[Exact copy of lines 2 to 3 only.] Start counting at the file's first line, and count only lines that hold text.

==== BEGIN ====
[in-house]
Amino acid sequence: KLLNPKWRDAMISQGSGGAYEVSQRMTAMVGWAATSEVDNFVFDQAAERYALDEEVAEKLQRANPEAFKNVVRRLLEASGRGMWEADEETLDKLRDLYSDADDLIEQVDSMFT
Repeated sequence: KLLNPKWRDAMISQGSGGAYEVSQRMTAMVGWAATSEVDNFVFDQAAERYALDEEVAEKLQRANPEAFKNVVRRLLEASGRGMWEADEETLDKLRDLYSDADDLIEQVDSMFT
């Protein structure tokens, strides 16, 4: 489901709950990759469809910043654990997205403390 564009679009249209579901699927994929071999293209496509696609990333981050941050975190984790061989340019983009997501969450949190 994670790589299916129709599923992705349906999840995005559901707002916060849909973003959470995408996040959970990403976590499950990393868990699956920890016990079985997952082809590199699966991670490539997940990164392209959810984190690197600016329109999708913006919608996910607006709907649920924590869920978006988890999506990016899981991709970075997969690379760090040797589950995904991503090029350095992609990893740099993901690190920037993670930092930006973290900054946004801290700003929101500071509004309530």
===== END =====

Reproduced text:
Amino acid sequence: KLLNPKWRDAMISQGSGGAYEVSQRMTAMVGWAATSEVDNFVFDQAAERYALDEEVAEKLQRANPEAFKNVVRRLLEASGRGMWEADEETLDKLRDLYSDADDLIEQVDSMFT
Repeated sequence: KLLNPKWRDAMISQGSGGAYEVSQRMTAMVGWAATSEVDNFVFDQAAERYALDEEVAEKLQRANPEAFKNVVRRLLEASGRGMWEADEETLDKLRDLYSDADDLIEQVDSMFT